Author Archives: Team Stylebot

Where to put the “S”

Do not capitalize "daylight saving time": "She forgot that clocks would 'spring forward' for daylight saving time." Note that it's "saving," not "savings."
"Spook" can mean "ghost" or "spy," but it's also been used as a racist slur for Black people. Consider context and alternatives before using it. For example, you can use "eerie" or "scary" instead of "spooky."
To know which version of a pronoun to use in a sentence ("I" vs. "me," for example), you need to determine whether the noun it is replacing is the subject of the sentence or an object in it. Subjects carry out the verb of a sentence, while objects receive the action of the verb. Subject pronouns are I, she, he, they, we and who; object pronouns are me, her, him, them, us and whom. "You" is both an object and subject pronoun. In the sentence, "Vivian gave Grayson the toy," Vivian is the subject, while Grayson is the object of "gave." In a sentence such as, "Kat and I are going," using "I" is correct. But it's not correct in a construction such as, "That works for Kat and I," because "that" is the subject and "Kat and I" are objects. If you're still unsure, try this trick when dealing with multiple objects: Take out the other objects and use only the pronoun; for example, you wouldn't say, "That works for I." So the correct sentence would be: "That works for Kat and me."

Grammar basics: Putting me first

The terms "Hispanic" and "Latino/Latina/Latinx/Latine" are not always interchangeable. "Hispanic" refers to people who come from or whose ancestors come from a Spanish-speaking country, while "Latino" refers to people from Latin America. "Latino/Latina/Latinx/Latine" is often the preferred term, but ask for a person's preference. It's OK to use "Latinx" or "Latine" without further explanation to refer to a mixed-gender group or if someone identifies that way. "Latine" can be more suitable for Spanish pronunciation.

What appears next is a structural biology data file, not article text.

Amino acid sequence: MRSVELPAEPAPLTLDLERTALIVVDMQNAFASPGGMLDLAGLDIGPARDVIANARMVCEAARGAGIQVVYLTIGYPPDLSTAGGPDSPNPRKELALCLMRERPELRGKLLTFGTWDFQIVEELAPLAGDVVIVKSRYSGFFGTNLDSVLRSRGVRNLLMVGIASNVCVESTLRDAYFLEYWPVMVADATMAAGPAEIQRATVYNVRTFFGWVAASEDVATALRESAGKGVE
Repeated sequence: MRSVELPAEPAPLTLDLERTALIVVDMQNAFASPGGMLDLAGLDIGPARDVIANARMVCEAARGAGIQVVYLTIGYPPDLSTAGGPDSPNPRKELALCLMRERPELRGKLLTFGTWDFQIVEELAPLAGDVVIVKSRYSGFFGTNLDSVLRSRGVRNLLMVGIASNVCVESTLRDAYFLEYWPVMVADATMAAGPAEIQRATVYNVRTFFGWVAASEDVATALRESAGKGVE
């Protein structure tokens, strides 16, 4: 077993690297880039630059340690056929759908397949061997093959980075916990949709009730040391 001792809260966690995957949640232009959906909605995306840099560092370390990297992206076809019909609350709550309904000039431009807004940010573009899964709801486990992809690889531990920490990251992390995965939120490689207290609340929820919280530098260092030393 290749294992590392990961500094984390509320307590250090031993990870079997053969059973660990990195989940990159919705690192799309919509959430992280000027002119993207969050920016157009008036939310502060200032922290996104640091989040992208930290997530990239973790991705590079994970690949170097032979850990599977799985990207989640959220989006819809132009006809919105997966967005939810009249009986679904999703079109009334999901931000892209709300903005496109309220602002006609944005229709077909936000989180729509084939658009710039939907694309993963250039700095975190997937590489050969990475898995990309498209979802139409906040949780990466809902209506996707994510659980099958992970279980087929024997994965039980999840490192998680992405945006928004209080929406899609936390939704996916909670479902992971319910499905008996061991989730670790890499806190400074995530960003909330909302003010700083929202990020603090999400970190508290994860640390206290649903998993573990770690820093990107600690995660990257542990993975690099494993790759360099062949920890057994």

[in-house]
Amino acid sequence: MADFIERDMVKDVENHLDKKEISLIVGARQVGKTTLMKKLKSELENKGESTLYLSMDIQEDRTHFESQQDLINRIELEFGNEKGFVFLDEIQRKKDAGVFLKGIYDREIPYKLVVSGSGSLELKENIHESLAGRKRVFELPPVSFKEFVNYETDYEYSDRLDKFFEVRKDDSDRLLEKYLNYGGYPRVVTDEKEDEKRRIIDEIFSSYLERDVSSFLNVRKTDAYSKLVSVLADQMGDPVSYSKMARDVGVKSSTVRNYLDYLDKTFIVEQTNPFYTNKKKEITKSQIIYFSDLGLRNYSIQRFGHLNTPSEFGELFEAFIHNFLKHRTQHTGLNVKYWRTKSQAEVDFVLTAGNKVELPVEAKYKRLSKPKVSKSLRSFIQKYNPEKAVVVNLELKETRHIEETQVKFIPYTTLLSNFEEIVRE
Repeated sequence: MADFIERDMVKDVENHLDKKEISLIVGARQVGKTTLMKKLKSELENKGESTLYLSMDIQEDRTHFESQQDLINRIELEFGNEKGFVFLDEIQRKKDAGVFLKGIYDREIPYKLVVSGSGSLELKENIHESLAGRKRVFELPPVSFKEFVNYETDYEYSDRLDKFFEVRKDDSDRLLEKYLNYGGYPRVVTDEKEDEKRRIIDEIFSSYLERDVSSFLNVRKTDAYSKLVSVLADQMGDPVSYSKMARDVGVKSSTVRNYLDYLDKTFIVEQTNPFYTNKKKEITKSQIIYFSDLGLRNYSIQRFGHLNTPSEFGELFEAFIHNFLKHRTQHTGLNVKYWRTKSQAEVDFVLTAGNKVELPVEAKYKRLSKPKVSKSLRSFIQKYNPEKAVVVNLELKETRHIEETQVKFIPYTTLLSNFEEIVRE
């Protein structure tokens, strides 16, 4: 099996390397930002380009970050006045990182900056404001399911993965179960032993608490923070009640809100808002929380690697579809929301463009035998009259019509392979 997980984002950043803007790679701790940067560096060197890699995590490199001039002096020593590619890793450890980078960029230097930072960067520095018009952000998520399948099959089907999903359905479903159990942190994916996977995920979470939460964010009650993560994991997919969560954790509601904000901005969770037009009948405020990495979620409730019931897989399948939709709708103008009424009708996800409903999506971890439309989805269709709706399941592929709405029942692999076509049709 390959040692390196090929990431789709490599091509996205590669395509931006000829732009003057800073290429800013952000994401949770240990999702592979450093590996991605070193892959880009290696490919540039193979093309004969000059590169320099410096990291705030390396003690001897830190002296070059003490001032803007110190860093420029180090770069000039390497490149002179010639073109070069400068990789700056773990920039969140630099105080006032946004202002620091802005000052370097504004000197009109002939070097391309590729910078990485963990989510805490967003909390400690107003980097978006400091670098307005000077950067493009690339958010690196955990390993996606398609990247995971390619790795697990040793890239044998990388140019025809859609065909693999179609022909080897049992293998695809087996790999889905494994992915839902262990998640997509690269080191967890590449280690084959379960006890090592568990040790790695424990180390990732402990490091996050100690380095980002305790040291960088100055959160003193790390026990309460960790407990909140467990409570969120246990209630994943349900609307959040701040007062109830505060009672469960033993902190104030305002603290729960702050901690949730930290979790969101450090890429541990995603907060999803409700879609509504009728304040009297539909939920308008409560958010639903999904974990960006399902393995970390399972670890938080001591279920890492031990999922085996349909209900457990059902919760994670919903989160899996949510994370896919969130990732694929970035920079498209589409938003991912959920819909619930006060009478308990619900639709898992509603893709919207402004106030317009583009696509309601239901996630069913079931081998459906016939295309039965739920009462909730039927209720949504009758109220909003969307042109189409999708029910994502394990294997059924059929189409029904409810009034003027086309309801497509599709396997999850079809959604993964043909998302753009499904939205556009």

Another reminder about labels

Capitalize "Indigenous" when referring to people: "She advocated for the rights of Indigenous peoples in her speech." Avoid references to Indigenous peoples that imply they belong to a state or country, so use a phrase such as "Indigenous people of" instead of a possessive. However, always opt for specifying a tribe when possible: "Members of the Chumash tribe spoke in favor of the measure."

Indigenous Peoples’ Day

"Summertime," "springtime," "wintertime" and "falltime" are each one word. (And yes, "falltime" is a word, though "autumntime" is not.)

It’s falltime

A screenshot of a message from Stylebot on Slack that reads: Although "irregardless" is a word, it's not very common in writing. Avoid it except in quoted material: "He said he wanted to move forward 'irregardless of the consequences.'"

It’s a “real word”

A screenshot of a message from Stylebot on Slack that reads: The phrase is "wreak havoc," not "wreck havoc." The past tense is "wreaked havoc": "The storm wreaked havoc on the small island."

Do you bring about havoc or ruin it?

A screenshot of a message from Stylebot on Google Chrome that reads: "Rack" and "wrack" are sometimes used interchangeably, but they have different meanings. One of the meanings of "rack" is to stretch violently or torture, while "wrack" means to destroy. So the correct sayings are "nerve-racking" and "rack your brain": "She spent two nerve-racking hours before the interview racking her brain to recall specific examples from her past work that would help her answer the questions she anticipated."

Off the rack

A screenshot of a message from Stylebot on Slack that reads: "The idiom "if worse comes to worst" originated as "if worst comes to worst," and both can be used. But "worse comes to worst" is more common in modern usage: "If worse comes to worst, we can drive instead of fly."

It’s come to worse